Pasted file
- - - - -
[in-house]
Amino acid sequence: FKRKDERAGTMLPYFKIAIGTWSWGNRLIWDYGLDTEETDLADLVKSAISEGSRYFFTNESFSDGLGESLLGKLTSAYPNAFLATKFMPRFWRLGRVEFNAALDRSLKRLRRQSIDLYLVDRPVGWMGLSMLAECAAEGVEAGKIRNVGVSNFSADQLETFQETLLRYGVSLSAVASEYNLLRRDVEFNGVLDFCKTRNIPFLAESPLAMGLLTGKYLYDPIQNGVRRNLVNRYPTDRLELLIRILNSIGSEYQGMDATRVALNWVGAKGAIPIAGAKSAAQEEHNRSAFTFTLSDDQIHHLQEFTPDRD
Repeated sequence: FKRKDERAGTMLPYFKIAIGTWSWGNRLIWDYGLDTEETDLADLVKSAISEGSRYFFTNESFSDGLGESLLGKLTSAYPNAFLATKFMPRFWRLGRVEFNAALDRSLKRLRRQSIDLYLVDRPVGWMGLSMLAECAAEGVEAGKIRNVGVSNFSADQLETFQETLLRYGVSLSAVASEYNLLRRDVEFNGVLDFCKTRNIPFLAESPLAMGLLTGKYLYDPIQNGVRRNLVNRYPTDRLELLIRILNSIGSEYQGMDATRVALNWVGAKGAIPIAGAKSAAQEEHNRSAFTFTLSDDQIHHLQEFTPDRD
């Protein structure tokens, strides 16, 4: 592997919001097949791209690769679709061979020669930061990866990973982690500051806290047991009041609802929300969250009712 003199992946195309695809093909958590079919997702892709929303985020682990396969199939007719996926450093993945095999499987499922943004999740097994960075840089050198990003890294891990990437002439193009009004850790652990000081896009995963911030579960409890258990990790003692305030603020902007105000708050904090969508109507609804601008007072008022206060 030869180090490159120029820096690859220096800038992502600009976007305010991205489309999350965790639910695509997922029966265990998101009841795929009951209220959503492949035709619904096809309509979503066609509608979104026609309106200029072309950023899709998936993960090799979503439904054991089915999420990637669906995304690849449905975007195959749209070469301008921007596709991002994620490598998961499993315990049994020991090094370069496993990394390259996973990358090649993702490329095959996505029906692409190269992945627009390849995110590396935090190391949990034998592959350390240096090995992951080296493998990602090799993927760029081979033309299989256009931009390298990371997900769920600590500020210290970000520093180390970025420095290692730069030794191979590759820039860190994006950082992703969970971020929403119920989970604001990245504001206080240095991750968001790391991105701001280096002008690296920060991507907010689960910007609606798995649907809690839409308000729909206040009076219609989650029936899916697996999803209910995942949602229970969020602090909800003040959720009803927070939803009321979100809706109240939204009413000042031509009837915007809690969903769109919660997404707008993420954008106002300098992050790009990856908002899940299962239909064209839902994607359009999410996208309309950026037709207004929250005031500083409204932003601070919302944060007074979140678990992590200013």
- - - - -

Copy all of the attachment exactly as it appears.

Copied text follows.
[in-house]
Amino acid sequence: FKRKDERAGTMLPYFKIAIGTWSWGNRLIWDYGLDTEETDLADLVKSAISEGSRYFFTNESFSDGLGESLLGKLTSAYPNAFLATKFMPRFWRLGRVEFNAALDRSLKRLRRQSIDLYLVDRPVGWMGLSMLAECAAEGVEAGKIRNVGVSNFSADQLETFQETLLRYGVSLSAVASEYNLLRRDVEFNGVLDFCKTRNIPFLAESPLAMGLLTGKYLYDPIQNGVRRNLVNRYPTDRLELLIRILNSIGSEYQGMDATRVALNWVGAKGAIPIAGAKSAAQEEHNRSAFTFTLSDDQIHHLQEFTPDRD
Repeated sequence: FKRKDERAGTMLPYFKIAIGTWSWGNRLIWDYGLDTEETDLADLVKSAISEGSRYFFTNESFSDGLGESLLGKLTSAYPNAFLATKFMPRFWRLGRVEFNAALDRSLKRLRRQSIDLYLVDRPVGWMGLSMLAECAAEGVEAGKIRNVGVSNFSADQLETFQETLLRYGVSLSAVASEYNLLRRDVEFNGVLDFCKTRNIPFLAESPLAMGLLTGKYLYDPIQNGVRRNLVNRYPTDRLELLIRILNSIGSEYQGMDATRVALNWVGAKGAIPIAGAKSAAQEEHNRSAFTFTLSDDQIHHLQEFTPDRD
């Protein structure tokens, strides 16, 4: 592997919001097949791209690769679709061979020669930061990866990973982690500051806290047991009041609802929300969250009712 003199992946195309695809093909958590079919997702892709929303985020682990396969199939007719996926450093993945095999499987499922943004999740097994960075840089050198990003890294891990990437002439193009009004850790652990000081896009995963911030579960409890258990990790003692305030603020902007105000708050904090969508109507609804601008007072008022206060 030869180090490159120029820096690859220096800038992502600009976007305010991205489309999350965790639910695509997922029966265990998101009841795929009951209220959503492949035709619904096809309509979503066609509608979104026609309106200029072309950023899709998936993960090799979503439904054991089915999420990637669906995304690849449905975007195959749209070469301008921007596709991002994620490598998961499993315990049994020991090094370069496993990394390259996973990358090649993702490329095959996505029906692409190269992945627009390849995110590396935090190391949990034998592959350390240096090995992951080296493998990602090799993927760029081979033309299989256009931009390298990371997900769920600590500020210290970000520093180390970025420095290692730069030794191979590759820039860190994006950082992703969970971020929403119920989970604001990245504001206080240095991750968001790391991105701001280096002008690296920060991507907010689960910007609606798995649907809690839409308000729909206040009076219609989650029936899916697996999803209910995942949602229970969020602090909800003040959720009803927070939803009321979100809706109240939204009413000042031509009837915007809690969903769109919660997404707008993420954008106002300098992050790009990856908002899940299962239909064209839902994607359009999410996208309309950026037709207004929250005031500083409204932003601070919302944060007074979140678990992590200013």